|All's quiet in angler Ken Lehmann's sunrise photo|
|You can 'feel' your partner's body language in a boat. Sunset photo by Ken Lehmann|
I once wrote a blog about why I enjoy fishing with a dog. The main reason, I said, was that the dog doesn't talk and because of that I'm better able to enjoy nature.
When we are talking or listening to another person talk, we miss all the other sounds such as fish swirling on the surface, a stick cracking from a creature on shore, owls hooting, loons calling -- there's a lot to hear out there and we're missing it all. That's why I prefer a canine fishing partner.
It would be incorrect, however, to think that the dog and I aren't communicating. We absolutely are and very clearly too. I mentioned in that previous blog that I would sometimes notice my old dog, Sam, looking intently at something. I would follow his gaze and see that he had spotted a creature, perhaps a moose. So Sam alerted me to this without saying, "Hey, Dan! Look! There's a moose standing on the shore! See that patch of weeds? Now look beyond it into the bush. See it? Huh? It's a big one, isn't it?" I got exactly the same message without either of us saying a word and without scaring off the moose.
Sam often "told" me that he had detected animals that were out of sight. He did this by putting his nose in the air and sniffing. If he sniffed without trying to see it as well, I knew it was pretty far back in the trees. I could estimate the distance just by the strength of the wind and the effort he was putting into the sniffing. The harder he worked at it the farther away it was.
Our previous dog, Bud, once "told" me at camp that there were moose standing in Pipestone Narrows, about a mile to the north. Not only that but he indicated it was a bull and a cow! How did he do this? Well, there was a steady, but not too strong, north wind so I knew the moose were straight north of us. Bud had to "work hard" getting the scent, tilting his nose upward over and over again so I knew the moose were far off. The farthest land mass to the north is Pipestone Narrows. Beyond that are several miles of open water. What about telling me it was a cow and a bull? That was an educated guess based on Bud's communication. He did his sniffing act for a couple of days. That meant the moose weren't moving. It was late September and I knew the moose would be in the rut. A cow that is coming into heat will hold the attention of a bull (or several bulls) for days until she's ready. So it figured that there were both sexes of animals present. A single moose would have moved off within a few hours. It could have been more than one bull and cow, of course.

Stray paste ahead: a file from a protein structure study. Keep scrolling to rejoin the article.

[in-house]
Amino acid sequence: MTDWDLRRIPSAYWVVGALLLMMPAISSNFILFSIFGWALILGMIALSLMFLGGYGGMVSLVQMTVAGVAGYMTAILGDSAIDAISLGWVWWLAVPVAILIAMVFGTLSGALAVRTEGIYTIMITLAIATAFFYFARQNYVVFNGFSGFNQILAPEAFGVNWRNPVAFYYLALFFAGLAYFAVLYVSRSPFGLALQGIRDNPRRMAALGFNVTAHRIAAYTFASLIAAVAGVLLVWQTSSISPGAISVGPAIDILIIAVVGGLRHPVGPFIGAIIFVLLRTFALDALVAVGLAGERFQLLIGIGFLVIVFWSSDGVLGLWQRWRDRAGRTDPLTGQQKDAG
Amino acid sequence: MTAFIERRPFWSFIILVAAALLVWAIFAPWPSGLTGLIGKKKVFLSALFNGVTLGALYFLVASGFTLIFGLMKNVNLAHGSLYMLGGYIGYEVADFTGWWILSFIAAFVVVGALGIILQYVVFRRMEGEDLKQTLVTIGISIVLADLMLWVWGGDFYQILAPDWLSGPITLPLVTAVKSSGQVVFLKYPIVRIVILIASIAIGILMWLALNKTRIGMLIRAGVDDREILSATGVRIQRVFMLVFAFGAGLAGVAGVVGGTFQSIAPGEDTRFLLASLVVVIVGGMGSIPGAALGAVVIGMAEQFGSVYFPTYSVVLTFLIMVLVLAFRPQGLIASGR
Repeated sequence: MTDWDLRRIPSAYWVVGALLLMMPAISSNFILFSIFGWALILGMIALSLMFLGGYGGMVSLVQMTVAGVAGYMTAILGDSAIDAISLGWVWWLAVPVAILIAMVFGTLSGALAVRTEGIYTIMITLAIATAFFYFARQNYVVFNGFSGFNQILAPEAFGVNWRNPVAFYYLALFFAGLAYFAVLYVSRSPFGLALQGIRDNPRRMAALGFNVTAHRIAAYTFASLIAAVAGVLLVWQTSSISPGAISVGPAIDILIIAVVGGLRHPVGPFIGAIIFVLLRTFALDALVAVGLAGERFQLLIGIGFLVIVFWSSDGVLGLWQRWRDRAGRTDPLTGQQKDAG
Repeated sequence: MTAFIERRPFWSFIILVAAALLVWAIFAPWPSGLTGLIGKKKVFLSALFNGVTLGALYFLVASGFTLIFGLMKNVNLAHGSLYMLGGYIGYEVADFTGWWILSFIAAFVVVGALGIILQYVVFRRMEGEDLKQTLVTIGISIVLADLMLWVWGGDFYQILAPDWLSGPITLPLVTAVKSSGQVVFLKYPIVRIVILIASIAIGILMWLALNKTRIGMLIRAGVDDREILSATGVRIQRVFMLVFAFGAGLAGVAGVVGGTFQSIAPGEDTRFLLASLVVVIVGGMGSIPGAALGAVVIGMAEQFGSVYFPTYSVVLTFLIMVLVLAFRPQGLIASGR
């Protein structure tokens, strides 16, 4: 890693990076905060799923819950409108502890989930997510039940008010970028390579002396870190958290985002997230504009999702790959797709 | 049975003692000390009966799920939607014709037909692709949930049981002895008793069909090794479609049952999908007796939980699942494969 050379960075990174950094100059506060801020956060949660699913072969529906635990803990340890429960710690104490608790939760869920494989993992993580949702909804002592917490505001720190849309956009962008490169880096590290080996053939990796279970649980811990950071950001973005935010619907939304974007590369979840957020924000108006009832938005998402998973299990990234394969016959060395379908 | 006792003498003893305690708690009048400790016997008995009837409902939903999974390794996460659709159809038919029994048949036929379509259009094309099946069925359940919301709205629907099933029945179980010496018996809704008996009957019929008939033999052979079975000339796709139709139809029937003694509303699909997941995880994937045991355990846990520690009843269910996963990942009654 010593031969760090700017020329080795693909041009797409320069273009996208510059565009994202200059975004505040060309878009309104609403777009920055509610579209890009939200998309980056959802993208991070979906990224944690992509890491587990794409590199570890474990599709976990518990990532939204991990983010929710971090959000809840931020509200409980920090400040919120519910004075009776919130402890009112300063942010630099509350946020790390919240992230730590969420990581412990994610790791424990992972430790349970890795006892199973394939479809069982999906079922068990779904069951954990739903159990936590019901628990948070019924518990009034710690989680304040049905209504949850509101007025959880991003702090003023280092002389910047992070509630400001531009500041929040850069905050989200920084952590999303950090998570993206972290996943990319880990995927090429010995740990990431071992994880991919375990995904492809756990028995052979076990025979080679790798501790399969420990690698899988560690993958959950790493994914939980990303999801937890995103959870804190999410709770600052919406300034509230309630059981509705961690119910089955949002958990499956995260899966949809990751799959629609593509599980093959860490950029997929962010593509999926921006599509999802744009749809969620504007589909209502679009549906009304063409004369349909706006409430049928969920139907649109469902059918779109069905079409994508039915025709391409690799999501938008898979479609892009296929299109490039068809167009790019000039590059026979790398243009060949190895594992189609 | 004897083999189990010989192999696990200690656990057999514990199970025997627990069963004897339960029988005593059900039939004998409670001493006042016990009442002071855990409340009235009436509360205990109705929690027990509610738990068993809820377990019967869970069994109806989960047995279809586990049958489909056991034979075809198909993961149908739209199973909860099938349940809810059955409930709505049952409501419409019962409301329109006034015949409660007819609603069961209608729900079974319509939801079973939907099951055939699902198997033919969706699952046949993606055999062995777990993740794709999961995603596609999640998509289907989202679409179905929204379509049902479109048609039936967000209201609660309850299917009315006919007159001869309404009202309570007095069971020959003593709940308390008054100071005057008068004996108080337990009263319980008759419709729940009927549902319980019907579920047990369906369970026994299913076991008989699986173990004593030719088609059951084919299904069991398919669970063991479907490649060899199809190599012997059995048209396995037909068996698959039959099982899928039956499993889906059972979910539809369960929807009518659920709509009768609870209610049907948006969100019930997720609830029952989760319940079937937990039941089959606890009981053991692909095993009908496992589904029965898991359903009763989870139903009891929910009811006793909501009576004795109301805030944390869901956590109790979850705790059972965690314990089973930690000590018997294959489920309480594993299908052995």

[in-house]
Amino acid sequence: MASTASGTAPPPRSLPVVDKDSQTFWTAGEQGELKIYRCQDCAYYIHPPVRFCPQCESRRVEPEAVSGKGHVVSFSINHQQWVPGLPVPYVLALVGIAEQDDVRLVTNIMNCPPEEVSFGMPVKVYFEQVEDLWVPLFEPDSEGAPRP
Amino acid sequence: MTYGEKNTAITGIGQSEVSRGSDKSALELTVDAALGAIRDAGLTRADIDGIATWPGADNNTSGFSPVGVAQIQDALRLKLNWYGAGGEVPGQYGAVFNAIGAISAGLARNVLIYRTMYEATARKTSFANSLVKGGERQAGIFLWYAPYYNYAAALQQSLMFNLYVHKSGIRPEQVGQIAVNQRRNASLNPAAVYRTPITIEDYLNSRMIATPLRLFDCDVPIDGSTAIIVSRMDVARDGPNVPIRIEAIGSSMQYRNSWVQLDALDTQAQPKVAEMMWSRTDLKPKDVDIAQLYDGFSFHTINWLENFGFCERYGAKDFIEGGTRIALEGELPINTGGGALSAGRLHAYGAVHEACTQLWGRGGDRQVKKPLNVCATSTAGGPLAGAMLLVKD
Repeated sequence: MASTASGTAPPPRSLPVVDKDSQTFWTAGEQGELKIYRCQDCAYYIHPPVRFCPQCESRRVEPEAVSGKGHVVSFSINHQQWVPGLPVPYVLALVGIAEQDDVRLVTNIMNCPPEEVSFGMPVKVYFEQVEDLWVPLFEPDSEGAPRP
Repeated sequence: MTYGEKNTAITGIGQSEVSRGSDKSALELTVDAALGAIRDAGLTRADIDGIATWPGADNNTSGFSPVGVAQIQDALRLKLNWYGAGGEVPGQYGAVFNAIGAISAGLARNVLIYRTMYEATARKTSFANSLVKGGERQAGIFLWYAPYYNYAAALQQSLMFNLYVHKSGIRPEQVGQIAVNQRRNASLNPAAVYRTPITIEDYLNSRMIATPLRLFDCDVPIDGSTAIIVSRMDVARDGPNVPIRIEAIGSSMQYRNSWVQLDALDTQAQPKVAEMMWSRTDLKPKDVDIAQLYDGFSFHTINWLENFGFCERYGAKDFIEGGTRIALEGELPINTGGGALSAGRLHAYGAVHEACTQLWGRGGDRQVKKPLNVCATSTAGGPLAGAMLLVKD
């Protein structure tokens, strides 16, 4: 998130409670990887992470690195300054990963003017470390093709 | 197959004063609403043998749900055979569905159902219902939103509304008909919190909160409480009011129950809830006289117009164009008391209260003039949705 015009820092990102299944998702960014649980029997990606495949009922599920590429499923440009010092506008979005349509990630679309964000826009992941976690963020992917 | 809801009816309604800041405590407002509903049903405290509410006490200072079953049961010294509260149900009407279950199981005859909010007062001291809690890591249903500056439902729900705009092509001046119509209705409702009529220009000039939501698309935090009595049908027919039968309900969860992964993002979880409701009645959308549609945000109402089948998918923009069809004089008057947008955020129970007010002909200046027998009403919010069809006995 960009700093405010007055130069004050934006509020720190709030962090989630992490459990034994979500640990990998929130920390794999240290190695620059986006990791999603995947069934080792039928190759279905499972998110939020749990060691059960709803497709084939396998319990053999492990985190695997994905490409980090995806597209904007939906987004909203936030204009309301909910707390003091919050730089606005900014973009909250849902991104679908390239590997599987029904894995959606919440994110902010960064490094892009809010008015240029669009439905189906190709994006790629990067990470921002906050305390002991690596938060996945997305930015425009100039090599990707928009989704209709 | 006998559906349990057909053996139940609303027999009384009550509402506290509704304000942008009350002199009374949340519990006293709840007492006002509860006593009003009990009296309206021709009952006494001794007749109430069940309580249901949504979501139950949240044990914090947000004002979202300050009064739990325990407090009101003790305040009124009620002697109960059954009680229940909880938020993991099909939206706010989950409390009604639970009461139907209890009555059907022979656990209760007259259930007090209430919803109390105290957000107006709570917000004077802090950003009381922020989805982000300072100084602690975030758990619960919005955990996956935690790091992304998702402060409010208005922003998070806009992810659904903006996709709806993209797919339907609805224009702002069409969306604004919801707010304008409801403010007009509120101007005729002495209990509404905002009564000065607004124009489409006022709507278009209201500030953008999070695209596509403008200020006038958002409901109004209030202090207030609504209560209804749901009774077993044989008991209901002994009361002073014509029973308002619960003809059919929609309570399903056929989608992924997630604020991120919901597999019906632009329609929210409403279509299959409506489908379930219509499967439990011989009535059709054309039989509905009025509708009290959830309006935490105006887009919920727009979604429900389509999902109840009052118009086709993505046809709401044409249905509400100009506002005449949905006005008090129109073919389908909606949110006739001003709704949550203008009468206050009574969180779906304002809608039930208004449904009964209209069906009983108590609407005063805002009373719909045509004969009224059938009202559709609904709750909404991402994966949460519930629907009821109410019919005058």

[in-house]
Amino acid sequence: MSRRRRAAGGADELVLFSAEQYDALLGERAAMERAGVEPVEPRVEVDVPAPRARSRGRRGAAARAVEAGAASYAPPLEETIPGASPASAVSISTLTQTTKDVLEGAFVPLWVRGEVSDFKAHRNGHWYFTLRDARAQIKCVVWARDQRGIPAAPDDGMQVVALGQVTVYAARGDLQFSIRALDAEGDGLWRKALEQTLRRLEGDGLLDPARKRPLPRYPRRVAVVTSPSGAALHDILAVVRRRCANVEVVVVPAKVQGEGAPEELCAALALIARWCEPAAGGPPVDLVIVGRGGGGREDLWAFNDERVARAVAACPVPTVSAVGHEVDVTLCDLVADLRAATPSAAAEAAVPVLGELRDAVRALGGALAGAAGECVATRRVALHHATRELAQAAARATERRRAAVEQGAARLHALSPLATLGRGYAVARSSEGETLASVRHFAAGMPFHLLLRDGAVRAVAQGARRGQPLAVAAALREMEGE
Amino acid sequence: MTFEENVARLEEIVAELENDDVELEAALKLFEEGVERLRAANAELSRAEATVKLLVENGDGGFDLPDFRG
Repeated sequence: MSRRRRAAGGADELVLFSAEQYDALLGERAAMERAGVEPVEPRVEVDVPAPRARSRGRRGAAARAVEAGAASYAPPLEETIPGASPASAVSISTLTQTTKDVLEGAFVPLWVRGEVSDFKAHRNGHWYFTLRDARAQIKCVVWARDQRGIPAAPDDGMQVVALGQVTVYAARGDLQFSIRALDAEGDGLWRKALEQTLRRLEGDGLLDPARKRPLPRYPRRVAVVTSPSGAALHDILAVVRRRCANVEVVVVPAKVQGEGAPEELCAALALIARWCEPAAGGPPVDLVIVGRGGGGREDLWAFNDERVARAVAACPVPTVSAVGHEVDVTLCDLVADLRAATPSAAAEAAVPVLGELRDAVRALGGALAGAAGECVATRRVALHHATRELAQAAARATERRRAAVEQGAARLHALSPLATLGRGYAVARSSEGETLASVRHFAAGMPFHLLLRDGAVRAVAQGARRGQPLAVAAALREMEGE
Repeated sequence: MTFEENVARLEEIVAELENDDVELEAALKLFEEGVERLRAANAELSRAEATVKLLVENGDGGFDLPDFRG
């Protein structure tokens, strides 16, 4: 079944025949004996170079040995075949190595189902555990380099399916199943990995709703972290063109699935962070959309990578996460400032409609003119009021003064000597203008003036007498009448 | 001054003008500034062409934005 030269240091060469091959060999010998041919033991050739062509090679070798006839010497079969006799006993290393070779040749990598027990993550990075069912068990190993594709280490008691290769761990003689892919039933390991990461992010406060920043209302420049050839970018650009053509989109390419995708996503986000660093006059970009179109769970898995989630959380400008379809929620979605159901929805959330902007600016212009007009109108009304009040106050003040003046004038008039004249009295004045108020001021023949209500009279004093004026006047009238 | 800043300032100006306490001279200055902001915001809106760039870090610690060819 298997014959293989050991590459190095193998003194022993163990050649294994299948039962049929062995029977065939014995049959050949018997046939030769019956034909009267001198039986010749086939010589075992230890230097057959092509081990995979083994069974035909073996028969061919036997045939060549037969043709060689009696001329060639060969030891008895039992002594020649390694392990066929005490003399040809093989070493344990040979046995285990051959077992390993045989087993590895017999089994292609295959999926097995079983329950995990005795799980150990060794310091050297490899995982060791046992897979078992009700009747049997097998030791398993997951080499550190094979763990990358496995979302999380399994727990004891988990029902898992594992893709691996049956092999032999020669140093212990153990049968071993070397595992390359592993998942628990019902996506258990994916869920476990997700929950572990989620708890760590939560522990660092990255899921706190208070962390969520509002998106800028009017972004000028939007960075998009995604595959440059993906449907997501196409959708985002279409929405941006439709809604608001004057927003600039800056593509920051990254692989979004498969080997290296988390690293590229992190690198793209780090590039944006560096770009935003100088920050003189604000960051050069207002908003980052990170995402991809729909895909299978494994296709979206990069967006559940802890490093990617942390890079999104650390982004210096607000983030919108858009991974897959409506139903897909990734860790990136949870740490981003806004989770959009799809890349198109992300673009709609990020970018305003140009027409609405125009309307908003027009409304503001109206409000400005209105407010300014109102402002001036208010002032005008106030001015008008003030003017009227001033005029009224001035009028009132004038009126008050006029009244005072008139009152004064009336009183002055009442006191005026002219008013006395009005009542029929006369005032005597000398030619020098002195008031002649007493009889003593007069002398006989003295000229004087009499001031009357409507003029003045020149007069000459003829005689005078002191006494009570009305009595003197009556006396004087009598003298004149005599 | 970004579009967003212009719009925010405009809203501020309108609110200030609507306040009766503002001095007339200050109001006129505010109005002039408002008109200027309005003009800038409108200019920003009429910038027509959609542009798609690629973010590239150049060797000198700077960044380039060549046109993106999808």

Incidentally, my brother-in-law, Ron, and I passed through Pipestone Narrows by boat a couple of days after Bud had first "told" us what was going on and, sure enough, we saw a cow with an enormous bull.
Bud and Sam's behaviour also indicated the species of animals they were smelling. If they growled, it was a bear and not too far away. If the hair stood up on their necks but they didn't growl, it was a bear but far off. If it was a wolf, they looked fearful and moved closer to me. They paid little attention to deer other than to watch them if they were within sight, the same thing they did with any other animal.
These are intimate forms of communication and they mean more to us than do just words. People can communicate non-verbally too, especially when they are in a boat together. That's because you not only can see their body language, you can feel it.
Let's say you are sitting at the stern, looking backwards, and you feel the boat make a sudden little jerk.
Your partner in the bow just set the hook into a fish. Without even looking you know he has tied into a big one because the drag on his reel is going out. You can tell the same thing by looking at the bend in his fishing rod.
If your partner changes lures with increasing frequency it means he is getting bored and would like to try another spot. If he checks his watch or looks up at the sun, he is thinking about lunch or supper. Maybe you can also hear his stomach growling.
If he rubs his hands or scrunches his shoulders, he's cold.
"Reading the signs" comes from being together and being observant. It creates a bond, a lasting relationship. It means so much more than does a continuous stream of talking. In fact, constant chatter can mean a person is nervous; he's not comfortable with you. He fills the "awkward silence" with just anything that pops into his head.
Non-verbal communication takes practice and it takes "being in the moment." That's what I like about it.
There is no other time except the present. The past is gone. The future doesn't exist until it happens.
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